• Work/life balance:  My typical work day, including driving (sometimes 4 hours), working, and charting, is done by 4.  And, there is no overhead for me to worry about.  So, once my charts are submitted at the end of the day, I’m done. 
  • Incredible EHR:  The Electronic Health Records system that the company uses was designed entirely in house, and by doctors.  It is completely intuitive, allowing for fast, easy charting.  Additionally, any suggestions or complaints are submitted directly to the designers, who quickly implement necessary changes.
    • Oh yeah, and it’s all housed on a system with onboard internet, so wifi connectivity is never a problem.  
  • Fantastic support team: Despite being on my own at each facility, I have 24/7 access to my “provider support team” via email, phone, fax, or HIPAA secure text, that allows me to troubleshoot any problems while on the job. (Or anywhere else for that matter…)
  • Variety:  Since starting optometry school, I have always said that I didn’t think I could survive in a bread and butter optometry practice that primarily focuses on prescribing glasses and contacts. (Maybe this is because I find refraction – which is better 1, or 2 – to be one of the most boring procedures employed in our profession.  While shadowing docs, I have literally started nodding off during it.  Thankfully, I’ve yet to fall asleep while performing the task, but, you get the picture.)  With this job, every patient is a new challenge.  Between bedside exams, trying to get as much information as possible out of a completely non-verbal patient, learning to understand what my aphasic residents are telling me, and Macgyvering a pair of specs to hold until a new pair can come in, all while effectively diagnosing, managing, and treating ocular disease, there is literally never a dull moment.  And I love it.*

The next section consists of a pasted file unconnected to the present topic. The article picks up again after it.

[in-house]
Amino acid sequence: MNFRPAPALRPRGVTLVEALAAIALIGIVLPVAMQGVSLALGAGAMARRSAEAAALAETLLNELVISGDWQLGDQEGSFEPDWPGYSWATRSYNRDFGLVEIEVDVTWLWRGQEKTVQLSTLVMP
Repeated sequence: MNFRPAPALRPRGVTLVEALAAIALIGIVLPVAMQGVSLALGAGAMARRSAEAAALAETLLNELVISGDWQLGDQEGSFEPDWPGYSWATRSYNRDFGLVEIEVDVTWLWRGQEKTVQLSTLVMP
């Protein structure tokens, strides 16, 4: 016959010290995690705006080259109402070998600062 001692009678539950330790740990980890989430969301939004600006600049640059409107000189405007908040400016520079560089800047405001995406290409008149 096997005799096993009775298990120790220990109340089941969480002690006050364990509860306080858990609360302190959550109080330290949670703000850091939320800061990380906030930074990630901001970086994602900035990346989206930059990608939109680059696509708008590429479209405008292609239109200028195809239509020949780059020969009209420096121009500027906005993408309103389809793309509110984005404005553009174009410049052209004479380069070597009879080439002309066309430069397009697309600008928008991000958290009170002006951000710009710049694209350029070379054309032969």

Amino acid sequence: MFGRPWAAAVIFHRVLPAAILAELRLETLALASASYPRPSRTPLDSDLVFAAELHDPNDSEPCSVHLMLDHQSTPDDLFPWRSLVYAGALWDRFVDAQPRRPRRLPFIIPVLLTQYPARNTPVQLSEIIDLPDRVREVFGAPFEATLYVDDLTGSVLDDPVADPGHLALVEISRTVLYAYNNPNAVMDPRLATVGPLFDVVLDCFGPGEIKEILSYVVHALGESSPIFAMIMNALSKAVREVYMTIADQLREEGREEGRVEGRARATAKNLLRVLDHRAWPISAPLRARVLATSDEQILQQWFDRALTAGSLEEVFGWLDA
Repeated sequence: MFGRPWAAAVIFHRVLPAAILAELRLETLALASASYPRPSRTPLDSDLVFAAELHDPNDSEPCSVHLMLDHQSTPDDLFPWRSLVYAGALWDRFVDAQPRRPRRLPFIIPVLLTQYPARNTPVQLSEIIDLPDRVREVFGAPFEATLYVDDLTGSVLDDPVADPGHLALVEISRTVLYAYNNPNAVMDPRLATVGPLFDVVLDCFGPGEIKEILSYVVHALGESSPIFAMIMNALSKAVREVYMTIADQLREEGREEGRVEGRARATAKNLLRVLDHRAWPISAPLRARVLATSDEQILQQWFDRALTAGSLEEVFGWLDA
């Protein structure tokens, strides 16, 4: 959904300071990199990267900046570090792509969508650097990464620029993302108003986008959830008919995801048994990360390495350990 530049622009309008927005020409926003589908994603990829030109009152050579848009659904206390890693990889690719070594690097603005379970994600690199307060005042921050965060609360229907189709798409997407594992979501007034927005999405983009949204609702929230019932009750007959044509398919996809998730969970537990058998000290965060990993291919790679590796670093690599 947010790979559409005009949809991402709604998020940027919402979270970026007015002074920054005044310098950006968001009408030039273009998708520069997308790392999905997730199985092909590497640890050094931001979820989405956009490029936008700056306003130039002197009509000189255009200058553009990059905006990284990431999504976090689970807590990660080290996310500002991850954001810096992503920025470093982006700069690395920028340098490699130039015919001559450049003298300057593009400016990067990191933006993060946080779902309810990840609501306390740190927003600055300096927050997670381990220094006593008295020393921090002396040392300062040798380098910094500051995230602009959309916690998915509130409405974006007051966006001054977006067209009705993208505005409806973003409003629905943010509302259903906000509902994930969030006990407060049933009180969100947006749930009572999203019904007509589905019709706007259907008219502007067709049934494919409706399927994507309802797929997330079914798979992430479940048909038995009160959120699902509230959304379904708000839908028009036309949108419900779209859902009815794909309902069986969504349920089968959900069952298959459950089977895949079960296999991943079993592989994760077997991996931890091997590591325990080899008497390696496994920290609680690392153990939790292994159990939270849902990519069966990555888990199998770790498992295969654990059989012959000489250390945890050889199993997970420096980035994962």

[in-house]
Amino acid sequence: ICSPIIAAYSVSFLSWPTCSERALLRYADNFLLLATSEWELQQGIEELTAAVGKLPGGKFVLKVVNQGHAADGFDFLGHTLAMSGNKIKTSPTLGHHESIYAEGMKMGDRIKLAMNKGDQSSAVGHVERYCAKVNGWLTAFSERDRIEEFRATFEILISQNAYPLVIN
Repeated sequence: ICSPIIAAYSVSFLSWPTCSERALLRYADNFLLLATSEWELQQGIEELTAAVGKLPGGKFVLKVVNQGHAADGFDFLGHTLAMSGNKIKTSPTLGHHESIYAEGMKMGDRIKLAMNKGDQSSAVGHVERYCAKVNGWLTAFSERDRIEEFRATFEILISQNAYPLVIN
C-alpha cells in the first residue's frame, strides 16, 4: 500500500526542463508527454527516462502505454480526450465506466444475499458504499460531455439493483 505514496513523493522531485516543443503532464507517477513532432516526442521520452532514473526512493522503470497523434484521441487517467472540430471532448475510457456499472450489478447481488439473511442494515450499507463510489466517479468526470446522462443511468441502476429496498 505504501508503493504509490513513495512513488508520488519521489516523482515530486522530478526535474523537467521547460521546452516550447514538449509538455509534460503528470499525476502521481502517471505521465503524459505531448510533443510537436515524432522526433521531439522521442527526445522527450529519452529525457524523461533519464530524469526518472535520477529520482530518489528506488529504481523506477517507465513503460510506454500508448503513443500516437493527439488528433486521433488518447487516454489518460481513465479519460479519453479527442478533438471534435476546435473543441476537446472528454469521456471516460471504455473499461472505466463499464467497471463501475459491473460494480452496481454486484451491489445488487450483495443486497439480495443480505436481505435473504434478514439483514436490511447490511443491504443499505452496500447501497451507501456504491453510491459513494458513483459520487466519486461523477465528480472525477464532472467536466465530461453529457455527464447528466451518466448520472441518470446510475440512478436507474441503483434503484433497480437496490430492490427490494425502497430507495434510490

Downfalls of the job:

  • Referrals are difficult: In this lovely COVID era, getting residents to see the proper external practitioners has been difficult.  Many residents are in poor health to begin with, and thus, facilities are hesitant to risk their physical well-being for an external appointment.  Unfortunately, this means that I have seen patients who are seeing 20/400 due to mature cataracts that have been unable to be removed for over a year, or patients with retinal bleeding that have been unable to receive treatment for proliferative diabetic retinopathy, therein increasing their risk of significant, permanent vision loss.
  • No scribes or techs:  Admittedly, during optometry school, and even through residency, I dreamed of being in a practice where I had scribes to take care of all the charting, and techs to do most of the work-up.  And here I am with neither.  Thankfully, however, this gives me an opportunity to work on my own optimal exam efficiency.